Perhaps the main reason for only dealing with doctors who have ordinary email addresses and who respond to reasonable emails sent to them with reasonable responses, is that it makes it so difficult to get second opinions on their advices if they are not like that.
One of our readers advises that he was told certain quite crucial things in a consultation with a certain doctor which he now believes are total rubbish, but the doctor won’t confirm what he said in writing.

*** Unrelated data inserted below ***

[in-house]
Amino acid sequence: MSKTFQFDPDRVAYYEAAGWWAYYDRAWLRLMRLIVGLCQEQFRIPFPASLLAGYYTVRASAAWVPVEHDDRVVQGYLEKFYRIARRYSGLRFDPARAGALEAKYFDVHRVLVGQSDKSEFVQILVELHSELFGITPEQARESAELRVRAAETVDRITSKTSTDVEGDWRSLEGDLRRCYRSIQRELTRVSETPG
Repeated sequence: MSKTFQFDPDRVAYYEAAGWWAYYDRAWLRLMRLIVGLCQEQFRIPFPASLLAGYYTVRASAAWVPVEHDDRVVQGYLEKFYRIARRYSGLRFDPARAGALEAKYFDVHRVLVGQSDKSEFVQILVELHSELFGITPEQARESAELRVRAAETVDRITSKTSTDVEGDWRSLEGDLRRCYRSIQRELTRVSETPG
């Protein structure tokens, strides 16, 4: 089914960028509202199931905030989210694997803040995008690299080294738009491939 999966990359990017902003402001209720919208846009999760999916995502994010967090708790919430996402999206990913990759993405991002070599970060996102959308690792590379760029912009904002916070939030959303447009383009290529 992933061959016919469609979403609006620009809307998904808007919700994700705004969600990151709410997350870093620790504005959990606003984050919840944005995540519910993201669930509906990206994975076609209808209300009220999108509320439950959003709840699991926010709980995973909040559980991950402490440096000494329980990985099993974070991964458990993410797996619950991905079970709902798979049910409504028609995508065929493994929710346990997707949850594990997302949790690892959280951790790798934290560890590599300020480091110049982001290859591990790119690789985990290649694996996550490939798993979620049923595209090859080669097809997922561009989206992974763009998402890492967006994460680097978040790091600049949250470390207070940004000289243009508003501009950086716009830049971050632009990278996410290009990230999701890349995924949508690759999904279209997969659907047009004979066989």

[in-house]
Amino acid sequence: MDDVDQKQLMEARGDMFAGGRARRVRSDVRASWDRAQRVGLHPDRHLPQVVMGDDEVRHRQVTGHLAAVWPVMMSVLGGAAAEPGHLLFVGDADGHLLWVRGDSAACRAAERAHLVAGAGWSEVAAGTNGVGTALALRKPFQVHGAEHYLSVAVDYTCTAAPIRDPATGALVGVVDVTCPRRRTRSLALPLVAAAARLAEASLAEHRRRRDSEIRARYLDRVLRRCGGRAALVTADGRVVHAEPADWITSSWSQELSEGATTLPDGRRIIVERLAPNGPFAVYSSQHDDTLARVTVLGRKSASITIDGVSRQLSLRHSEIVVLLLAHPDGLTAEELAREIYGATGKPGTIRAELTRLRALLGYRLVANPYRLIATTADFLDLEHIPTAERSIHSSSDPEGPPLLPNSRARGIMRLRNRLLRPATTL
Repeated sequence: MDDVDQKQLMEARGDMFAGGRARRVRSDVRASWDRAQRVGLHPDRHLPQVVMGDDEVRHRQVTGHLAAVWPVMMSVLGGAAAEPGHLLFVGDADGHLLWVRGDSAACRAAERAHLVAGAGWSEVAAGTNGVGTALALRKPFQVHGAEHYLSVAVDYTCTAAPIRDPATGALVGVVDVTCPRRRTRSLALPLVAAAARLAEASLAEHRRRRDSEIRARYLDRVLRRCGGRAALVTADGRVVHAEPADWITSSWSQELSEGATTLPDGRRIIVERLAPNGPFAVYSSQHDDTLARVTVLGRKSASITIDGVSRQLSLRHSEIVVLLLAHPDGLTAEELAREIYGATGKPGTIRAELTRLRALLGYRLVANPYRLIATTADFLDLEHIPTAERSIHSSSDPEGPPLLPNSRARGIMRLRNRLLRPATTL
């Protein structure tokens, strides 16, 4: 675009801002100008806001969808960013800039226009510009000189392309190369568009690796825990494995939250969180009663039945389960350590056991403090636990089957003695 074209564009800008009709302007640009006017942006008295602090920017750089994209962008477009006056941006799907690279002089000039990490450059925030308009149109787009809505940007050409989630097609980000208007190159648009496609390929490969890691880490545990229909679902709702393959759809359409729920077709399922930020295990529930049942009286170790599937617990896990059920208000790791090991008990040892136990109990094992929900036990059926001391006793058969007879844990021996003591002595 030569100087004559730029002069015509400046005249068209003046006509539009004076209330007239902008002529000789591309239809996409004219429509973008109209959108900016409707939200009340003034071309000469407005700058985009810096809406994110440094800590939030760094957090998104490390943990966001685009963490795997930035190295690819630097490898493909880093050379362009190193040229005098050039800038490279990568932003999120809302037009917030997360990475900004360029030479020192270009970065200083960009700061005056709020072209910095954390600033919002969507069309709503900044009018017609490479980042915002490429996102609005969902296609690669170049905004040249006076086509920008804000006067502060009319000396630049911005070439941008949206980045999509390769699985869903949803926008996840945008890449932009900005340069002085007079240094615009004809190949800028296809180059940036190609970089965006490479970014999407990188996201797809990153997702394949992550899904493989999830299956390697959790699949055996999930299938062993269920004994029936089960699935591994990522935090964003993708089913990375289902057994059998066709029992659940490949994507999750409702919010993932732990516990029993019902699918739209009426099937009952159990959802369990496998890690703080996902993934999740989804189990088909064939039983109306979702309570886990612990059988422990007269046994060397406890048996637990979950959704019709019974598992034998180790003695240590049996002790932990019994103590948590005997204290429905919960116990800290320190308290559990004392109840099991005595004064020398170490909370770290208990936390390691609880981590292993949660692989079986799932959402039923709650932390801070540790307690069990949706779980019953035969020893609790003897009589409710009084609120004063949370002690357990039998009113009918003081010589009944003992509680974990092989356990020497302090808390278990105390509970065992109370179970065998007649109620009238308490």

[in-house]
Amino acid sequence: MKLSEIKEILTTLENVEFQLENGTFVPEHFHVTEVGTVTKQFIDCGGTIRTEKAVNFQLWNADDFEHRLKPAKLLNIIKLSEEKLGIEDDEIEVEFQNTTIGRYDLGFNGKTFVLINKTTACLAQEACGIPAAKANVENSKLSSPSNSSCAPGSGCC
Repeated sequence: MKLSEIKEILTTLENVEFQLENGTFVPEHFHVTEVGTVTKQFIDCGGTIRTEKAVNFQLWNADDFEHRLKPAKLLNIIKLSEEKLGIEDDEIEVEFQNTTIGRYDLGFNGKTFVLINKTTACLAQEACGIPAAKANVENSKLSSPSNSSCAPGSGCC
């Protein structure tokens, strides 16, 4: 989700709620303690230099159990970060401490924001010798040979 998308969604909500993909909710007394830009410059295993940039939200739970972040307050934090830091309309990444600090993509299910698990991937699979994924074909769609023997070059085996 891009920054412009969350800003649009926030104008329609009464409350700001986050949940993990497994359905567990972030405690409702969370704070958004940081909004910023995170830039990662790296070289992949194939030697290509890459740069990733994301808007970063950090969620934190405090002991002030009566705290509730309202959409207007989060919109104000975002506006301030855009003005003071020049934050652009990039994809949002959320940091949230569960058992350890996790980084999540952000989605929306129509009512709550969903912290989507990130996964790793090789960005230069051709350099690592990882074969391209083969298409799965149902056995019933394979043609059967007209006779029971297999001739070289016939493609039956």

The doctor has an ordinary email address, but only because he’s involved with the Sydney University in some way, and it seems it’s one of the University’s requirements is that ordinary email addresses for such people are published. Otherwise he’s the sort of person who would not have an ordinary email address in a million years – just a PO box!!! But 5 requests over 5 or 6 weeks sent to him for him to confirm his advices in writing haven’t even been acknowledged.
So how does our reader get any second opinions? He says he’s afraid that if he sought second opinions without having anything in writing he’d wouldn’t be believed – he’d be told, “Nobody would say anything THAT silly.”